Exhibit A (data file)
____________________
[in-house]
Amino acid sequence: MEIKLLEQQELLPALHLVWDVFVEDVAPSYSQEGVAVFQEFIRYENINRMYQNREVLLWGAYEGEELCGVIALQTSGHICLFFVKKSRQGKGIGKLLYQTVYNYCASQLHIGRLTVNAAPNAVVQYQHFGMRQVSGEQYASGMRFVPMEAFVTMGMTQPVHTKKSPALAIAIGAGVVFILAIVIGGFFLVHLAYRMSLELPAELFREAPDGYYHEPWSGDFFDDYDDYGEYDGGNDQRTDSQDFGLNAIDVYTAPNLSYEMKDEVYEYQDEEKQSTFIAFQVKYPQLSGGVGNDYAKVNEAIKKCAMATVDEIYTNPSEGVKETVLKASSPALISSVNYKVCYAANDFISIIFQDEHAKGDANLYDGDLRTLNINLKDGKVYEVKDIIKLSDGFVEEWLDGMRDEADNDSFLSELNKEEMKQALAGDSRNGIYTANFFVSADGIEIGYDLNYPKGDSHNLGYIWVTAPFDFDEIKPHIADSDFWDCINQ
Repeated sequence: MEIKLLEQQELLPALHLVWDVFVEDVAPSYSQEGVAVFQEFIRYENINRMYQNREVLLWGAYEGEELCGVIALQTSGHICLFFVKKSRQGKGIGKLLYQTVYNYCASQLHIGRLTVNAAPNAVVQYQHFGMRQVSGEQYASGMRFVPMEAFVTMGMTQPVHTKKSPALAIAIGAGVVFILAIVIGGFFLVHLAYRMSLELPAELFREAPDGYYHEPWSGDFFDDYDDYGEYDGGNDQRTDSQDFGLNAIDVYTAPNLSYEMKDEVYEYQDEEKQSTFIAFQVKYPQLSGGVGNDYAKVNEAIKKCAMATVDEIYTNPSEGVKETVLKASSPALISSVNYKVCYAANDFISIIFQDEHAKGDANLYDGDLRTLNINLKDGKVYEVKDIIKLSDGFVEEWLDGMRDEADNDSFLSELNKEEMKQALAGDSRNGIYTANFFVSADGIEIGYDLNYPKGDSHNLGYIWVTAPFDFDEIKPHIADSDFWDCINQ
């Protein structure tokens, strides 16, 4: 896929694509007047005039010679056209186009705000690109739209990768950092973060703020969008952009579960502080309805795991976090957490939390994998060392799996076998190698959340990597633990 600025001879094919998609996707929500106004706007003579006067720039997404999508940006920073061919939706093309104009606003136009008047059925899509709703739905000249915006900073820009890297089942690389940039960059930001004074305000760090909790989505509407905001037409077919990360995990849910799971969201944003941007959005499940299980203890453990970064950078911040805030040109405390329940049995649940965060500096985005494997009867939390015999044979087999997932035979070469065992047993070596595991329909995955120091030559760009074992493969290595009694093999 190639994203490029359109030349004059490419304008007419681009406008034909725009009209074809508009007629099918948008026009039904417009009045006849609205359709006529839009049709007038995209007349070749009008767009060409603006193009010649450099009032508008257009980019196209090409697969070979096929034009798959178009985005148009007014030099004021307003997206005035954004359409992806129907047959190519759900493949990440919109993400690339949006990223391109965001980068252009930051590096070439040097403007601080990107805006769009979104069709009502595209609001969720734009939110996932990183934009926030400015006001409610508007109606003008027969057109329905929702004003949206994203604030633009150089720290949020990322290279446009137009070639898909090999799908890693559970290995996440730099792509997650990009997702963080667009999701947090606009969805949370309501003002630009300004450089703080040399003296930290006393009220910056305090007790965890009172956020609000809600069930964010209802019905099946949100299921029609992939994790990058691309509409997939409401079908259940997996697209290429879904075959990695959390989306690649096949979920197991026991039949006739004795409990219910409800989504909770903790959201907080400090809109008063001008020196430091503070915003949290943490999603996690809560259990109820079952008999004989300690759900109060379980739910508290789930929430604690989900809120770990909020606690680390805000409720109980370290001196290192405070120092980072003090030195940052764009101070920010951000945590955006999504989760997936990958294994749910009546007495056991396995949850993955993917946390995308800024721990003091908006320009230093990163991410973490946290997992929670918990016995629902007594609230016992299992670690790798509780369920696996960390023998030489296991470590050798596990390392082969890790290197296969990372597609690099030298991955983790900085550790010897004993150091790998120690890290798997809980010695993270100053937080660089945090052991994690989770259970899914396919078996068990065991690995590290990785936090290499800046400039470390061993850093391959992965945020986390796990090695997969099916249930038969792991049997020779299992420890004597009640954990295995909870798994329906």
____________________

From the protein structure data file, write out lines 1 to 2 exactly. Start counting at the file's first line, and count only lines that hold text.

[in-house]
Amino acid sequence: MEIKLLEQQELLPALHLVWDVFVEDVAPSYSQEGVAVFQEFIRYENINRMYQNREVLLWGAYEGEELCGVIALQTSGHICLFFVKKSRQGKGIGKLLYQTVYNYCASQLHIGRLTVNAAPNAVVQYQHFGMRQVSGEQYASGMRFVPMEAFVTMGMTQPVHTKKSPALAIAIGAGVVFILAIVIGGFFLVHLAYRMSLELPAELFREAPDGYYHEPWSGDFFDDYDDYGEYDGGNDQRTDSQDFGLNAIDVYTAPNLSYEMKDEVYEYQDEEKQSTFIAFQVKYPQLSGGVGNDYAKVNEAIKKCAMATVDEIYTNPSEGVKETVLKASSPALISSVNYKVCYAANDFISIIFQDEHAKGDANLYDGDLRTLNINLKDGKVYEVKDIIKLSDGFVEEWLDGMRDEADNDSFLSELNKEEMKQALAGDSRNGIYTANFFVSADGIEIGYDLNYPKGDSHNLGYIWVTAPFDFDEIKPHIADSDFWDCINQ